James Steuart Shanks

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James Steuart Shanks

James Steuart Shanks,[1] (1826–1911), second son of the coachmaker Robert Shanks was a British merchant living in Moscow. James studied at Leiden University and he came of age in 1845 at which point he inherited from his uncle Robert How. In 1852 James established the Moscow shop 'Shanks & Bolin, Magasin Anglais' [2] with Henrik Conrad Bolin, younger brother of Carl Edvard Bolin, the St. Petersburg jeweller of House of Bolin. Two of James' children made significant contributions to art and literature.

Family background[edit]

James was the second son of Robert Shanks, coachmaker of Gt. Queen Street, Lincoln's Inn Fields. Robert Shanks was born in Calcutta and apprenticed as a coachmaker with the Steuart coachbuilders where his brothers were partners. Robert moved to London to partner Robert How in the London coachmaking business and marry Ann How, Robert How's sister. James Shanks was the second son of Robert Shanks, the first son, Robert How Shanks, inherited his father's business after his father's retirement and the death of Robert How with no issue. James went to University in Leiden, and apprenticed to the cloth merchant Bradbury Greatorex & Co [3] where he gained a knowledge of textiles. When he came of age he inherited from his uncle Robert How, James chose to make his own way in life. It is not known how he met Henrik Conrad Bolin (1818–1888), however, the Bolins are known to have had considerable success at the Great Exhibition of 1851,[4] Shanks & Bolin was established in the following year.

Shanks & Bolin, Magasin Anglais[edit]

Magasin Anglais (the English Shop) was founded in 1852 and between 1880 and 1916 was located at 3 Kuznetski Most.[5] This building still stands and is known as the 'Tretyakov House' which is now numbered 9/10 Kuznetski Most. Before 1880 the Magasin Anglais was located in the area where the Lubyanka Building now stands.[6] Magasin Anglais is often described as an outfitter, selling women's accessories such as handbags, fans, furs and gloves, fabric for clothing, carpets, silverware as well as jewellery, some made by the House of Bolin. Items of silver were commissioned from the silversmith workshops of Maria Ivanovna Linke and were sold in by silverware division of the shop. After the death of H K Bolin in 1888, the jewellery division of Shanks & Bolin was sold to Bolin, the shop was then renamed Shanks & Co, Magasin Anglais.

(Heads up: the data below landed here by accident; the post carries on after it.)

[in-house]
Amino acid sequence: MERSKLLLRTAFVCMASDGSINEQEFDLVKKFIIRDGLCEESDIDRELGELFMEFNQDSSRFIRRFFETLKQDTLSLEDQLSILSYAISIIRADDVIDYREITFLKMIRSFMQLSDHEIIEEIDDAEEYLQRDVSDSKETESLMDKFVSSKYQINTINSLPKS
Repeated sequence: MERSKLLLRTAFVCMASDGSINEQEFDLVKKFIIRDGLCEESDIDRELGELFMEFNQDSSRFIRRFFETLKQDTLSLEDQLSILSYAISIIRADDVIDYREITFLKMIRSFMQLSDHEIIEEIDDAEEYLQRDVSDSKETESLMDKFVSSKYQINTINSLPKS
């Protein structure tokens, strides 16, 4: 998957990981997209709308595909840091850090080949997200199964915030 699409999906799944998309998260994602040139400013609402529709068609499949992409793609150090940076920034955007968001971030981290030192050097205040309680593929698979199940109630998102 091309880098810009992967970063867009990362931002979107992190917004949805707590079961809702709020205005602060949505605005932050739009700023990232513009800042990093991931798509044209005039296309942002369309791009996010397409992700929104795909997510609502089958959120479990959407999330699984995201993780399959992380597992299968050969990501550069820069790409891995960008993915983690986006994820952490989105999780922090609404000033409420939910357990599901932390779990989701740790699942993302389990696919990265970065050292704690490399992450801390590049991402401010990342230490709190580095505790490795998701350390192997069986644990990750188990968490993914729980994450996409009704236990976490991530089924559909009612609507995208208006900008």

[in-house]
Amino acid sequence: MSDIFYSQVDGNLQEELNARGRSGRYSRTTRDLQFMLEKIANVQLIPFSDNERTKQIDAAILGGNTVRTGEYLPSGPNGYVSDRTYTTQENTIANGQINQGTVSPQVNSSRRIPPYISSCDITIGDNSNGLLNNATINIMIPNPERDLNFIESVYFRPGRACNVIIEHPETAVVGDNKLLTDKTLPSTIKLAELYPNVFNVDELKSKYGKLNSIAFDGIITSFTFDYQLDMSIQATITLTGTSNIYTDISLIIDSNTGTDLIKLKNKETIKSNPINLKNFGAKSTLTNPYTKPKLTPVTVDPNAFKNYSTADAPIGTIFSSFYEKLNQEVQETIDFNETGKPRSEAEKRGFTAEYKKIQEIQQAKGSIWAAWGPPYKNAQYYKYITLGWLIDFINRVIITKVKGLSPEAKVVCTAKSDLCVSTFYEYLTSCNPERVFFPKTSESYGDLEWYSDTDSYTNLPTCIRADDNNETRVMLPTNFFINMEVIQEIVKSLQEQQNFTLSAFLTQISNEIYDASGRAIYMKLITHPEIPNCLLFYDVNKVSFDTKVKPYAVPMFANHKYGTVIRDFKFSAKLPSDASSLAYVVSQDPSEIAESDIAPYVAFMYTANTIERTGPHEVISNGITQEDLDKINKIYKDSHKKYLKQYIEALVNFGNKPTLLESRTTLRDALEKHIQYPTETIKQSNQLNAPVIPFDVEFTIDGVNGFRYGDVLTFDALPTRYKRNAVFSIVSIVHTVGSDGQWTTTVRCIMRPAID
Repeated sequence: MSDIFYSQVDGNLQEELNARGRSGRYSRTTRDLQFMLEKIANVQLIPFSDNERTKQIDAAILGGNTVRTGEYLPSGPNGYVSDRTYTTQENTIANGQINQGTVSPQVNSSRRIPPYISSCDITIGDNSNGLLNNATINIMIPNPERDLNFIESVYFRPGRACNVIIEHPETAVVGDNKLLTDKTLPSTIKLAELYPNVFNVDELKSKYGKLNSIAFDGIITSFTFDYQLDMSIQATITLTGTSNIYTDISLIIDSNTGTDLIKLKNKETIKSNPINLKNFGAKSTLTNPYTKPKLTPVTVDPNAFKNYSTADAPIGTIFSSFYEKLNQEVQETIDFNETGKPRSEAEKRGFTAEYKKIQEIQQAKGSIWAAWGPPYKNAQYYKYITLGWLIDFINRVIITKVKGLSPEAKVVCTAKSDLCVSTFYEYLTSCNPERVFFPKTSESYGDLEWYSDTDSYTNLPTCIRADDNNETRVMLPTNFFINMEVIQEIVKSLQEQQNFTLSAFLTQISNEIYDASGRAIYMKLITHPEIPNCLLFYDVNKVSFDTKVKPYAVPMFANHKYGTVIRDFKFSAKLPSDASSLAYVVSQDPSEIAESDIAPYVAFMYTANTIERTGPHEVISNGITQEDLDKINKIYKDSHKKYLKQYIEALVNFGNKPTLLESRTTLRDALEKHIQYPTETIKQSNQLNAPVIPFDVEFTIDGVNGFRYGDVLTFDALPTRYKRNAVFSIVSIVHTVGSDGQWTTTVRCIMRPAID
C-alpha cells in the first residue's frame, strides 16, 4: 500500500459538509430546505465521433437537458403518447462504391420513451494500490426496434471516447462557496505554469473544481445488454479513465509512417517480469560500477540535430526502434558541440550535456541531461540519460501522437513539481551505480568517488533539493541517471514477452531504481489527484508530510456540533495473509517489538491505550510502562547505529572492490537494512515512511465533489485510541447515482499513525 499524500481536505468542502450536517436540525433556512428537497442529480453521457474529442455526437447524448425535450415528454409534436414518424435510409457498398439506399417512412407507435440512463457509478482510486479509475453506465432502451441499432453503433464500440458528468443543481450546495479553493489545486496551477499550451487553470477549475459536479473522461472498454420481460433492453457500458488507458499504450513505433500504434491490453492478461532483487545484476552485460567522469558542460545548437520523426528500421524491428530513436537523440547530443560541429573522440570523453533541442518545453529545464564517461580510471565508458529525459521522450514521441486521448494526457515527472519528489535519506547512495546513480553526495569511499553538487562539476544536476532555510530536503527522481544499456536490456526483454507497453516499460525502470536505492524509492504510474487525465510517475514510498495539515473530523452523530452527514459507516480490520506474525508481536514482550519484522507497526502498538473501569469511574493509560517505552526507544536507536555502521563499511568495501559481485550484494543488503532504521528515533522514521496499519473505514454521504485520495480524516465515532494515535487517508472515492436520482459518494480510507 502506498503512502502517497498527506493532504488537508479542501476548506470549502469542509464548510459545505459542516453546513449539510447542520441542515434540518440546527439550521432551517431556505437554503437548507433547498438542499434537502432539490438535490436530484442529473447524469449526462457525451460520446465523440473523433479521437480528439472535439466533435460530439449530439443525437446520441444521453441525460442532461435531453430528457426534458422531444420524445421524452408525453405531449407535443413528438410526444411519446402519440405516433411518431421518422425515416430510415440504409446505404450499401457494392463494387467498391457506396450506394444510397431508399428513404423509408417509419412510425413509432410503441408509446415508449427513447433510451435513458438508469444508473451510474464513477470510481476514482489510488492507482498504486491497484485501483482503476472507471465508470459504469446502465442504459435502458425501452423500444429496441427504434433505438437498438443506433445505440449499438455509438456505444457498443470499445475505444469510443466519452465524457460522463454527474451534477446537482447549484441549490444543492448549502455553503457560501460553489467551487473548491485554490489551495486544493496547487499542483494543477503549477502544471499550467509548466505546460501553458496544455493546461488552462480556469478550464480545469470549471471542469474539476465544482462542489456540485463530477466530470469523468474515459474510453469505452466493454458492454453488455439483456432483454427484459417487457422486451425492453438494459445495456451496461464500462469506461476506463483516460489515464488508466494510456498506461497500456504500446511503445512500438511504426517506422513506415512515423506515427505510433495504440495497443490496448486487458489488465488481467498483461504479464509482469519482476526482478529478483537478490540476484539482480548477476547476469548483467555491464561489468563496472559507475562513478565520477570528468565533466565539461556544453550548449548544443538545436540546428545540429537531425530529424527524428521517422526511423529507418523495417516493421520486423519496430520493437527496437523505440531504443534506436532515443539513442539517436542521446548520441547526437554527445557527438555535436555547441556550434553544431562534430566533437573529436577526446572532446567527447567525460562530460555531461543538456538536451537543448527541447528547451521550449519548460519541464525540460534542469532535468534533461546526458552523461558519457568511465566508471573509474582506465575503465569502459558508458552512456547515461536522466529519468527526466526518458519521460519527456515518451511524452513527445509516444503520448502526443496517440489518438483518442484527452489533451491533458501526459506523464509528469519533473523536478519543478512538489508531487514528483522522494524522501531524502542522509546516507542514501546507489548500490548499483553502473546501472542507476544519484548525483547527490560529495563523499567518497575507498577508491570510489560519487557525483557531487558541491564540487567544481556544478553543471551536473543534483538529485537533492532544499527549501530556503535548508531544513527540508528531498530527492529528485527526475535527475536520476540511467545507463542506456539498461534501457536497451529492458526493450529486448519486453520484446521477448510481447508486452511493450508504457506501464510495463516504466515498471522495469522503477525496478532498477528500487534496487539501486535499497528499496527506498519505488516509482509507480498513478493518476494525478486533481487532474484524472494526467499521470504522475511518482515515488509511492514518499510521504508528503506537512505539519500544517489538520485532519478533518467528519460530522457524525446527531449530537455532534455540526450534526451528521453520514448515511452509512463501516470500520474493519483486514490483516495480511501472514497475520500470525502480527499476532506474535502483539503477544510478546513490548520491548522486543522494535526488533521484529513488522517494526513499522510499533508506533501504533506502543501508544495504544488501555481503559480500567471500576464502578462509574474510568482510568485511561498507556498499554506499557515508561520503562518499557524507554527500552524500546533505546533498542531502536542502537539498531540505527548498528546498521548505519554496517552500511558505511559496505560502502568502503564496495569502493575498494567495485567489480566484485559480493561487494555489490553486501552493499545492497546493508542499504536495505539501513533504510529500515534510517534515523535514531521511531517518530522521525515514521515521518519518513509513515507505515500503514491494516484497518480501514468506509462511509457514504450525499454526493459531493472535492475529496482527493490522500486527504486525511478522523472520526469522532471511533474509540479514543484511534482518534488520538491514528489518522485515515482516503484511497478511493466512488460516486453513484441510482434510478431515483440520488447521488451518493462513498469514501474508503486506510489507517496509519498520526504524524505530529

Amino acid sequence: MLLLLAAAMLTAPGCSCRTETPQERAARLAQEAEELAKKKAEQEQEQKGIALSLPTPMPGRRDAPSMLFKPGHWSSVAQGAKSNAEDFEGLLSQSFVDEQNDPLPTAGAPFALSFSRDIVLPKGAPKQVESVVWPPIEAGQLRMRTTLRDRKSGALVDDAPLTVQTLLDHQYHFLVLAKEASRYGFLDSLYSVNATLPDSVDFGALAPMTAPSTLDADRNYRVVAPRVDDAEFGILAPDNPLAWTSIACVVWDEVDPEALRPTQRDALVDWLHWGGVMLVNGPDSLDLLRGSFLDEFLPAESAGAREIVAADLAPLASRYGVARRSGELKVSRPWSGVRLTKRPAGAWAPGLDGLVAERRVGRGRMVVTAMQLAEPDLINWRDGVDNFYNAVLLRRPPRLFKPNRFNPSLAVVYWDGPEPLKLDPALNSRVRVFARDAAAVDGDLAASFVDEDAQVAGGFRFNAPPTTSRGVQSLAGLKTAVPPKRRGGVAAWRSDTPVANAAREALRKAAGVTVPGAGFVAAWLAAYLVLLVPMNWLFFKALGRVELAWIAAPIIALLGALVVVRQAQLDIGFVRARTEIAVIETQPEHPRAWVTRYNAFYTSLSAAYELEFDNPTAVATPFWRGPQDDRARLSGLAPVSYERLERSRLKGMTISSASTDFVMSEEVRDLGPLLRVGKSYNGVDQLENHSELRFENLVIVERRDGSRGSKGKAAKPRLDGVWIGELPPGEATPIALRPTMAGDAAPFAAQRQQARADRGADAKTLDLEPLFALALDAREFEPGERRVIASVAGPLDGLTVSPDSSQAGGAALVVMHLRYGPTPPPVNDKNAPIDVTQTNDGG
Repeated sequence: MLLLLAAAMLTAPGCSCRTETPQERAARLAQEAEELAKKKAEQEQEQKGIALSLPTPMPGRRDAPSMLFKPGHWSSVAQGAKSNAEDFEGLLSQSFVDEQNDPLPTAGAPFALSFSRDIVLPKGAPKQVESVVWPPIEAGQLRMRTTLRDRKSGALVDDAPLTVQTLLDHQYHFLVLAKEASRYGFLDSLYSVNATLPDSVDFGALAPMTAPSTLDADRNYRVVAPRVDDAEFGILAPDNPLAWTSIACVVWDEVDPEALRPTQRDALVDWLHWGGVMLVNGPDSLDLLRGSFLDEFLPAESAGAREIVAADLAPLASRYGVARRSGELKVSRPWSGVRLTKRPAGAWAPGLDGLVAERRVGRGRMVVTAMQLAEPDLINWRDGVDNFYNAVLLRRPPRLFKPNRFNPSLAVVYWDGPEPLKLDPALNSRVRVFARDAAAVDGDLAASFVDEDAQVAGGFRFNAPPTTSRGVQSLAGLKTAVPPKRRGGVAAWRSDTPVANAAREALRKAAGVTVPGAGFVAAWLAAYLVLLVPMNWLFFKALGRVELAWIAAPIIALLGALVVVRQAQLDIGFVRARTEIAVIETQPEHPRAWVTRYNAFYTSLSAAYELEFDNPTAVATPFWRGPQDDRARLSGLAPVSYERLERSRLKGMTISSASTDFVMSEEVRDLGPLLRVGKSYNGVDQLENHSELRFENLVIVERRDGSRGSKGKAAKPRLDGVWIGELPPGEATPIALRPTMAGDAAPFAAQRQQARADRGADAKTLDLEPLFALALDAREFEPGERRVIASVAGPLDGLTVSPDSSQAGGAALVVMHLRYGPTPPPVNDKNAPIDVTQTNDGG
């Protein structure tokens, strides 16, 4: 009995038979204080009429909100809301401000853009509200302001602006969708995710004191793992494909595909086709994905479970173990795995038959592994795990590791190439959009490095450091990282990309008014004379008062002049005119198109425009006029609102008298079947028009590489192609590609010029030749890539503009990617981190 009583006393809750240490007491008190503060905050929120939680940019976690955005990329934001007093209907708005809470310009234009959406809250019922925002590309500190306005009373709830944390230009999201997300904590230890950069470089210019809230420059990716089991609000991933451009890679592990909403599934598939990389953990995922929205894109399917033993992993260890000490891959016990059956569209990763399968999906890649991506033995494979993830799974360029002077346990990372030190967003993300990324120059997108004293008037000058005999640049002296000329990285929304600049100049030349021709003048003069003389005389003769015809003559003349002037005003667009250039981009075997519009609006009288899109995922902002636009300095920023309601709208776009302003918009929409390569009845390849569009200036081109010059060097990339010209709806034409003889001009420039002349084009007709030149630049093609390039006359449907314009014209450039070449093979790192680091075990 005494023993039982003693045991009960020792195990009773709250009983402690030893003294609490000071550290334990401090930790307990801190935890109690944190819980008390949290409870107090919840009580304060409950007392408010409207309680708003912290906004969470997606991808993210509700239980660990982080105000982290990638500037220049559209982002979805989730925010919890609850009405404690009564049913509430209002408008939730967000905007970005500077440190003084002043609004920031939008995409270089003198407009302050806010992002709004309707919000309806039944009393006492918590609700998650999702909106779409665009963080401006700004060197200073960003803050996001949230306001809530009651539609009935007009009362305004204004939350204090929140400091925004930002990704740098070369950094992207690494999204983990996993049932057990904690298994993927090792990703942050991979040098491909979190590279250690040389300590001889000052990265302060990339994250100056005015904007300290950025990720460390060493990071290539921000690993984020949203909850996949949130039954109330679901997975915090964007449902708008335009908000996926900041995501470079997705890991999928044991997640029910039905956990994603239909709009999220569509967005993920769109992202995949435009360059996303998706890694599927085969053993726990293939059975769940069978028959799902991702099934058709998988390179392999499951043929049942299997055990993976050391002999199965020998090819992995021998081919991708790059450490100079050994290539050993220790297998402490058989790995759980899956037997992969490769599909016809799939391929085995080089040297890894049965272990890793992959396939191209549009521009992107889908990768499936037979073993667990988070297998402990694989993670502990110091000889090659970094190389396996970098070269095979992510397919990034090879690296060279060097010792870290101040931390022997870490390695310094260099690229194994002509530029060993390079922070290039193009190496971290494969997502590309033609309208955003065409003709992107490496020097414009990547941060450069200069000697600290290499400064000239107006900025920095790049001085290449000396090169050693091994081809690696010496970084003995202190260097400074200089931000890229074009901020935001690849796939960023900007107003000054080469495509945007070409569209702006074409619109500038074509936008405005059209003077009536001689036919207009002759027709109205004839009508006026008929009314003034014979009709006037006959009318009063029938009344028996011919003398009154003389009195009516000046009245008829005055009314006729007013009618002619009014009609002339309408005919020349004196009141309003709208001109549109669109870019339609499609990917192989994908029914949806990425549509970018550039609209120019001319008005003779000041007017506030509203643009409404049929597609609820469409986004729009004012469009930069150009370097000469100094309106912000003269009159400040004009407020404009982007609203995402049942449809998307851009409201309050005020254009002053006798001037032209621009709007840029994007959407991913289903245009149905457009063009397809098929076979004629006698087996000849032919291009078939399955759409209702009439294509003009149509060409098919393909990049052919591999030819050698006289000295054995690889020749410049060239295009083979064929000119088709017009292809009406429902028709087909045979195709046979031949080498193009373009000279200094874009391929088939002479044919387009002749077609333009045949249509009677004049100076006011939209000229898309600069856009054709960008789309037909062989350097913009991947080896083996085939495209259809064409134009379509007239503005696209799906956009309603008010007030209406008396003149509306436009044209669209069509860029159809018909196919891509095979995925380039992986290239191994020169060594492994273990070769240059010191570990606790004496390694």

Children of James Steuart Shanks[edit]

In 1853 James Steuart Shanks married Mary Louisa Schilling (of German-Baltic descent), they had nine children.[7] Two of James' children made significant contributions to art and literature. Emily Shanks was the first female member of the Russian painters known as Peredvizhniki.[8] Louise Shanks married Aylmer Maude and translated Tolstoy's novels into English, these translations are considered to be the best of their time.

Mary Shanks was a member of Tolstoy's circle and adopted the Russian child Anya Troup.[9] James junior and Henry Shanks carried on the Magasin Anglais after the retirement of James Steuart Shanks.

George Shanks, son of Henry Shanks, is believed to be the first to translate the fraudulent antisemitic text, The Protocols of the Elders of Zion, from Russian into English and was a founder of Radio Normandie.


  1. ^ Sometimes misspelled as James Stewart Shanks
  2. ^ Pitcher (1994) p146
  3. ^ Bradbury Greatorex and Co. (1970)
  4. ^ http://www.bolin.se/en/ W A Bolin See history page
  5. ^ Moscow Telephone directory 1916
  6. ^ Ribbing (1996)
  7. ^ Louise (1855-1939), Emily (1857-1936), Anne (1859-1941), James (1861-1952), Ellen (1862-1940), Julia (1864-1875), Elizabeth Mary (1866 to 1949), Henry (1868-1949), Jane (1876-1959)
  8. ^ Donnelly (2009)
  9. ^ Horsbrugh-Porter (1993)
  • Harvey Pitcher (1984), "The Smiths of Moscow: a story of Britons abroad", Swallow House Books
  • Harvey Pitcher (1994), "Muir and Mirrielees: The Scottish Partnership That Became a Household Name in Russia", Swallow House Books
  • Donnelly, Michael E. (2009), "The Immortal Itinerants (Peredvizhniki)", Russian Paintings Gallery.
  • Anna Horsbrugh-Porter (1993), "Memories of Revolution: Russian Women Remember", Routledge
  • Bradbury Greatorex and Co. (1970), "A short history of Bradbury Greatorex and Co. Ltd", The firm.
  • Ribbing, Magdelena (1996) "Smycken & silver för tsarer, drottningar och andra : W. A. Bolin 200 år : S:t Petersburg, Moskva, Stockholm"

External links[edit]